Eighteen is Legal Enough

This past September, I turned eighteen years of age. This was not just another typical birthday for me, because I am now considered a legal adult. I have to take full responsibilities of my actions now and can no longer rely on my parents to bail me out of trouble. I am now also eligible for the draft, which means that at any given time, my country can call me to tell me that they are putting their nation's trust and life into my hands. I have the power to elect whoever I choose to represent my nation, I can live on my own, I can open my own mail, I can even purchase tobacco products and get into bars.
There are many more benefits and responsibilities that are placed on me at this time, yet I am not granted the opportunity to have a social drink with my friends. For some reason this seems absurdly wrong to me. What makes me any less responsible than someone whom has turned twenty-one. Is a birthday really that important to our nation's government. My country trusts me to go to a foreign country and carry a weapon that will defend everything America has striven to earn for over two hundred years. Yet, my country cannot trust me to go out for an evening with my friends and carry an alcoholic beverage that may relax me a little.
I recently went over seas to Iraq and fought a war to protect the well being of many innocent citizens. I did not ask to go to this nation, but since I was eighteen, and this is the age of a legal adult, I was told to go to this nation to defend my country. During the war, I shot and killed, or at least wounded, hundreds of Iraqi soldiers. I was magnificent! I earned a Congressional Medal- of- Honor and practically single-handedly won the war for America.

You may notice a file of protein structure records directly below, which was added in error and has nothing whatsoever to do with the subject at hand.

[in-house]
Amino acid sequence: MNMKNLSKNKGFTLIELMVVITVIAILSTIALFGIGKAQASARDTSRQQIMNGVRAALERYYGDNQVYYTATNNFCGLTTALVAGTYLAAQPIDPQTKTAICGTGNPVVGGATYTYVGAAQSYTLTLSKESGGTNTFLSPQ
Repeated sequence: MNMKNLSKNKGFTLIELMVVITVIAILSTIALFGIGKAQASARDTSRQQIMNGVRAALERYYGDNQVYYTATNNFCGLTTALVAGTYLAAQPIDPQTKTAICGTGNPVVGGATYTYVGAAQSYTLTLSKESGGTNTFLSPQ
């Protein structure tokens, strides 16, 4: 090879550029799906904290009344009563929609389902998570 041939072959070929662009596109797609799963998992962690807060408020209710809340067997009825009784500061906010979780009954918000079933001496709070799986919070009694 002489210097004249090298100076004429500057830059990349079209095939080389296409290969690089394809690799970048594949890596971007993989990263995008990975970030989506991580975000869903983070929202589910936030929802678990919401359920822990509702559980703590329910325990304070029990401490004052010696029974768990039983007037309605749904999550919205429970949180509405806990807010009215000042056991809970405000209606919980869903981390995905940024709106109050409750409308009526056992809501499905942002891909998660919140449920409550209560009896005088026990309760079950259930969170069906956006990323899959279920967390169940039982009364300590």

This story of me going off to war was not an attempt for me to brag about myself and show my skills in combat. This was an effort for me to show how enormous of a responsibility teen-agers face when their eighteenth birthday comes. There have been many stories in the news of kids as young as twelve who are being tried as adults for crimes that they have committed. The law feels that these kids are old enough to take responsibility for their actions and makes them spend the rest of their lives in jail. So, why then, does the law not feel that I am old enough to take the responsibility of sharing a social drink with my friends?
After the war was over, and I returned back to my home, my father wanted to take me out for a celebration. We went to a local bar and I used a fake ID that I had obtained in college. The ID worked and I got into the bar. My father and I sat down and we each ordered a beer. When the bartender served us our beers, my father stood up to toast me on my amazing accomplishments during the war I had just fought. Before he could even finish his toast, I had three SLED agents surrounding me asking to see my ID.
The sled agents had read an article about me, and my amazing triumph during the war, in the New York Times. The article however, mentioned that I was only eighteen years of age, and the SLED agents remembered this minor detail. I showed them my fake ID and after examining it and making jokes of how real it looked for a while, they arrested me. I was charged with tampering with government property, which caused me to lose my driver's license, pay a very hefty fine and serve community service for the state, not to mention the embarrassment that I faced at the time of the arrest.
This all occurred because of the fact that I hadn't experienced a minor three birthdays. While I was overseas defending this wonderful and fair nation who put so much trust and responsibilities in their citizens, I met many men who were over the